Unless teachers “teach outside the textbook,” as the Zinn Education Project urges, students will learn none of this—about Grenada or about anything else that might call into question the U.S. authority to impose its will wherever and whenever it wishes. The specifics of the Grenada invasion are unique, but when students are encouraged to ask critical questions, they can recognize that intervention in Grenada is part of a pattern that includes Vietnam, Iran, Guatemala, Nicaragua, Iraq, and so many others. Each instance is promoted with only slightly different justifications. When President Obama recently wanted to attack Syria, he read from the same script as his predecessors: “My fellow Americans, for nearly seven decades the United States has been the anchor of global security.” No. If students knew our history, they would know this is not true. If students knew our history, they would be more skeptical when U.S. leaders decide that they have the right to determine how people in other countries should live.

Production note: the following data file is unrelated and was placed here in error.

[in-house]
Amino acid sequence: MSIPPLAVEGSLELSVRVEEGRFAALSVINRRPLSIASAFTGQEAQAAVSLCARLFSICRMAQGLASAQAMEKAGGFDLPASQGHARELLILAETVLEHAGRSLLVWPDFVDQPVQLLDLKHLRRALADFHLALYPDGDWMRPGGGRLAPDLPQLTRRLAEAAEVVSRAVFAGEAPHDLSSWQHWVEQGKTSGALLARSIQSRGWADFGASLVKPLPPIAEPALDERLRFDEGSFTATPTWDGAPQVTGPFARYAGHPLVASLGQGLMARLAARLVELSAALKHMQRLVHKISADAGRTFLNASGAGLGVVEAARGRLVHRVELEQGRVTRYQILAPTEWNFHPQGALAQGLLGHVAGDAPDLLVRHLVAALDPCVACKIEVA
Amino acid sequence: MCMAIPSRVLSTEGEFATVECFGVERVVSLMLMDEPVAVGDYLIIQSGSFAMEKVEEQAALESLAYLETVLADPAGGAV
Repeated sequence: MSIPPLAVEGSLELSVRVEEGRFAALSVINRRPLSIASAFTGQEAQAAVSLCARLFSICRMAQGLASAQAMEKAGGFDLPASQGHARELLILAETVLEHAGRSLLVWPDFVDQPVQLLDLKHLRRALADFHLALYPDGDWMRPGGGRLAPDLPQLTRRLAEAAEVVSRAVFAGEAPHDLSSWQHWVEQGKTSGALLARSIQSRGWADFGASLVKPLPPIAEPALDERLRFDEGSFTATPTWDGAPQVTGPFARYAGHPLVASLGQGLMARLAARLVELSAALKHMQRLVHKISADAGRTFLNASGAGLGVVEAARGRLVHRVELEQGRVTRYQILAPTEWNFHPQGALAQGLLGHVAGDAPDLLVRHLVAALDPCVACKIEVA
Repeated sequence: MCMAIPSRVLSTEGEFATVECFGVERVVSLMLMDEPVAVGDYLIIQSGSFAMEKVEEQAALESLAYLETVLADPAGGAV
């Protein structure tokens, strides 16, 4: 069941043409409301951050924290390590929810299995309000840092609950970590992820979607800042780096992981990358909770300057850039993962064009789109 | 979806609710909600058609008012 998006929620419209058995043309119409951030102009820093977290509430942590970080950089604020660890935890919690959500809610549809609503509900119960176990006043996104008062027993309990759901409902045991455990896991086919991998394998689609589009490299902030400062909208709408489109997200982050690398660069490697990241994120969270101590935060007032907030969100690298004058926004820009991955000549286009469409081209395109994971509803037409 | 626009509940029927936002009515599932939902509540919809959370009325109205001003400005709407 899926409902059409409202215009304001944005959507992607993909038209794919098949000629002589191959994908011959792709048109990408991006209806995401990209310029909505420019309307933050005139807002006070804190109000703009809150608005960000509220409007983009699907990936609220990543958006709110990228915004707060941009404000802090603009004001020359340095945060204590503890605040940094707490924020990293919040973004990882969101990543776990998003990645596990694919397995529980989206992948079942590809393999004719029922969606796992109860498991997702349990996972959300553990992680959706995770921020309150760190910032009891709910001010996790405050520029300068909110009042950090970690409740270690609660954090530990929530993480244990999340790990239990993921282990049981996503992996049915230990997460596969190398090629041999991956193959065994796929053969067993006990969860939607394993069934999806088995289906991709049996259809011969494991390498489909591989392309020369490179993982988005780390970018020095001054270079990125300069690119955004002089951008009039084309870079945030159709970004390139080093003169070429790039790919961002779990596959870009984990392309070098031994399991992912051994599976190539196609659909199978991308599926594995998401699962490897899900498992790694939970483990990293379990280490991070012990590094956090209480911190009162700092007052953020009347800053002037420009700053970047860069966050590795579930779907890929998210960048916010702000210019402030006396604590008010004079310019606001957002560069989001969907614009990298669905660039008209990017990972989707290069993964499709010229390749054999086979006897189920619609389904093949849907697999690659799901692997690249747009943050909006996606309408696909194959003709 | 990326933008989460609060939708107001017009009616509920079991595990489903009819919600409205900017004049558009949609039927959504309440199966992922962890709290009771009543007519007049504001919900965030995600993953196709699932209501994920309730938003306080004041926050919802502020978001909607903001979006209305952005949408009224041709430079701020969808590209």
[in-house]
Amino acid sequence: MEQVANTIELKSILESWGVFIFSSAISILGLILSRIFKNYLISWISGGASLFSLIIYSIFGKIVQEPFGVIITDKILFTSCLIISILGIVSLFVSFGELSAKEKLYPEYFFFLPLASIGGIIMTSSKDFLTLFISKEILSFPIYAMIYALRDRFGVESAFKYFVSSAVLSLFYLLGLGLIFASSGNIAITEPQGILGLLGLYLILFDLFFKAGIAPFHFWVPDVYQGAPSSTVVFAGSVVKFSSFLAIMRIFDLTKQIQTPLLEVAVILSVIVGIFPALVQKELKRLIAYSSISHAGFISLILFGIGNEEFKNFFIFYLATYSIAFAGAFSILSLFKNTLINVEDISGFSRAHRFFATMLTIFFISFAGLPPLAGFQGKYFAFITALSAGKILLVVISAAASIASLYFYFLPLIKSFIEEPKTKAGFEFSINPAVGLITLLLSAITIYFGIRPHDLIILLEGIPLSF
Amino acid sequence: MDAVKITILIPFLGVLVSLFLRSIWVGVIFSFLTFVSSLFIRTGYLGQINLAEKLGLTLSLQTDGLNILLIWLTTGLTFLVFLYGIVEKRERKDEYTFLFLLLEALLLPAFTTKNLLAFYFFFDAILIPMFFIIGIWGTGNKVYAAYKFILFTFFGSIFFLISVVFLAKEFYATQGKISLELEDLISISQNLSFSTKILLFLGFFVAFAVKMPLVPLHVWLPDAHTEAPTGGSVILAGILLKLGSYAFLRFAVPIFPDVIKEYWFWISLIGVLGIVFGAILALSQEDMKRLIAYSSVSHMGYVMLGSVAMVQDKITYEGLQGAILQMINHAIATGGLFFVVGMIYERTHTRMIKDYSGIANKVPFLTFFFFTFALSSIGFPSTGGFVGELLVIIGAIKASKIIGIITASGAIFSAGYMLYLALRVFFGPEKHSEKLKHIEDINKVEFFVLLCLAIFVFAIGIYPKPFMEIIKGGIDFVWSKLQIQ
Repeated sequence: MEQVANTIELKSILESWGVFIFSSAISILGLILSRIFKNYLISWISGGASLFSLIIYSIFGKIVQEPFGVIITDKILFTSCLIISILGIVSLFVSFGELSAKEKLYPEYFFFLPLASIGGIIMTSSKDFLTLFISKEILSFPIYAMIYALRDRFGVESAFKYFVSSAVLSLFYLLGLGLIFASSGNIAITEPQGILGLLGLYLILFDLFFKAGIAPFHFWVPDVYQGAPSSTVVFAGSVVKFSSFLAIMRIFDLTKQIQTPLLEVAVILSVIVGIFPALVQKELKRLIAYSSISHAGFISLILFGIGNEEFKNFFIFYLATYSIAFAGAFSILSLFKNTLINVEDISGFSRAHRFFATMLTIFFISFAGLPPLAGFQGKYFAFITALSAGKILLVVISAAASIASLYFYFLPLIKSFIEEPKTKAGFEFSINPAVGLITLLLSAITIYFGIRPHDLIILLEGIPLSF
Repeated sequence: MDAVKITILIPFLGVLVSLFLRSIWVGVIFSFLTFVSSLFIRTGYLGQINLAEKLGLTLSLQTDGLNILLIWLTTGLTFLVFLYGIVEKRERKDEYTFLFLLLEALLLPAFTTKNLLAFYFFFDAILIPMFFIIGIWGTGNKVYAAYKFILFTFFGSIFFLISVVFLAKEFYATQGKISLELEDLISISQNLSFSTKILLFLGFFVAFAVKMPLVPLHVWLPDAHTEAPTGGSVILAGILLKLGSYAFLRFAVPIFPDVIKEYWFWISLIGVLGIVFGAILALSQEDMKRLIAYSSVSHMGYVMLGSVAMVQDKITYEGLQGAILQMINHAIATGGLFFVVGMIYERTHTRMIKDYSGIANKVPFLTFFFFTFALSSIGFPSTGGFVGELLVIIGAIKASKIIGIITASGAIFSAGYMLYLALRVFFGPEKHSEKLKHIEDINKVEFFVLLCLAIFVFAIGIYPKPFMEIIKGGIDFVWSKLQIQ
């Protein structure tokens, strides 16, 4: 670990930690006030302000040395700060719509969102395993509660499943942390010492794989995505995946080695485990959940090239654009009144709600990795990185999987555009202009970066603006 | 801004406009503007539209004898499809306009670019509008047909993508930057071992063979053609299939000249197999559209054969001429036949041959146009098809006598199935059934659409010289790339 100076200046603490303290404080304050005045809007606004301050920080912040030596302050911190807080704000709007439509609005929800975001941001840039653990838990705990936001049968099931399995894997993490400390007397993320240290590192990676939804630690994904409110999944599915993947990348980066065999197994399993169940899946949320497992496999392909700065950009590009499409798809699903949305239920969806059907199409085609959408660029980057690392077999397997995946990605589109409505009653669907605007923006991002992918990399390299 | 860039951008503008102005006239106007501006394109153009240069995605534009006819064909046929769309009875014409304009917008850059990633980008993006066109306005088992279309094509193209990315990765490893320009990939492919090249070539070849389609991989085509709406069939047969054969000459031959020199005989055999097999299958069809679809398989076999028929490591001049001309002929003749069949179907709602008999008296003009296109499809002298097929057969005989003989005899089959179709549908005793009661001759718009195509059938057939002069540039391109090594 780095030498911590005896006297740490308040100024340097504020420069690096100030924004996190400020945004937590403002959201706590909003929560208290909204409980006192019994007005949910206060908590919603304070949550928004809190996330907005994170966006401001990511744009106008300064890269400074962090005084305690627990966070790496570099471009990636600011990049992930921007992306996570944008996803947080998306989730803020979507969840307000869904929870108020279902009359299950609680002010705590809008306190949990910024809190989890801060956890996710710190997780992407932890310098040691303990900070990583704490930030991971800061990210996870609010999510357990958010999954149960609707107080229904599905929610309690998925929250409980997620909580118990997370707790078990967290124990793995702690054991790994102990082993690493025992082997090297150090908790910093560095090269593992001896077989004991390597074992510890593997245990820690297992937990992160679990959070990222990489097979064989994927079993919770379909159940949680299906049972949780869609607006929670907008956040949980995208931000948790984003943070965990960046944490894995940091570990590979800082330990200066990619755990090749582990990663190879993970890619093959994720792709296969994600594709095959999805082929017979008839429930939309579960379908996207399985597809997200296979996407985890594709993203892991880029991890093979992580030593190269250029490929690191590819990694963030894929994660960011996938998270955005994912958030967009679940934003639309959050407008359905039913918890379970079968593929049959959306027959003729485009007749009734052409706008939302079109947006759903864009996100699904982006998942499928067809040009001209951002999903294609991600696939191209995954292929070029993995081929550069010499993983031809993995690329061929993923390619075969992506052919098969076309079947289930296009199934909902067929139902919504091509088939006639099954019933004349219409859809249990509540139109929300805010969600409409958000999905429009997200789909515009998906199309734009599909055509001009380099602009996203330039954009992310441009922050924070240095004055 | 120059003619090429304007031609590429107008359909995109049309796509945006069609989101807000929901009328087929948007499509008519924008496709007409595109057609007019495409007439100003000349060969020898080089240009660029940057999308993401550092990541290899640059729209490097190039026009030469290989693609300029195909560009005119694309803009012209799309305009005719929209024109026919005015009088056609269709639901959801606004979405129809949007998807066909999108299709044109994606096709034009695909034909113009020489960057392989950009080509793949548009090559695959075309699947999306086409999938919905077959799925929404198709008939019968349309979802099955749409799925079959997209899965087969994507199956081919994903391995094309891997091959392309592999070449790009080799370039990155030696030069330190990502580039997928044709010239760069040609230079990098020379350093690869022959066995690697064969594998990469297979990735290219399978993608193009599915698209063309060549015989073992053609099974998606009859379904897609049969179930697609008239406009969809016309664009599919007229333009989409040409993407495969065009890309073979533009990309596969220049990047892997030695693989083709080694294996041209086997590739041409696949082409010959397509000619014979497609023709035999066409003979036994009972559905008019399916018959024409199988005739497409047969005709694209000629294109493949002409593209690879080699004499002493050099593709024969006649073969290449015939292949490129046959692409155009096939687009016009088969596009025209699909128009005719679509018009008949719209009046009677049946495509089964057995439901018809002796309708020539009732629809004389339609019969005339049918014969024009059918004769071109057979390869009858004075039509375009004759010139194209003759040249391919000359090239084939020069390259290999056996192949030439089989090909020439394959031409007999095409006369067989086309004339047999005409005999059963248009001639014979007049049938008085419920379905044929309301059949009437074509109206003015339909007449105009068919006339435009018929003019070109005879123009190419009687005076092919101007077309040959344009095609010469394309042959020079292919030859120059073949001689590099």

Bill Bigelow taught high school social studies in Portland, Ore. for almost 30 years. He is the curriculum editor of Rethinking Schools and the co-director of the Zinn Education Project. This project offers free materials to teach people’s history and an “If We Knew Our History” article series. Bigelow is author or co-editor of numerous books, including A People’s History for the Classroom and The Line Between Us: Teaching About the Border and Mexican Immigration.
© 2013 The Zinn Education Project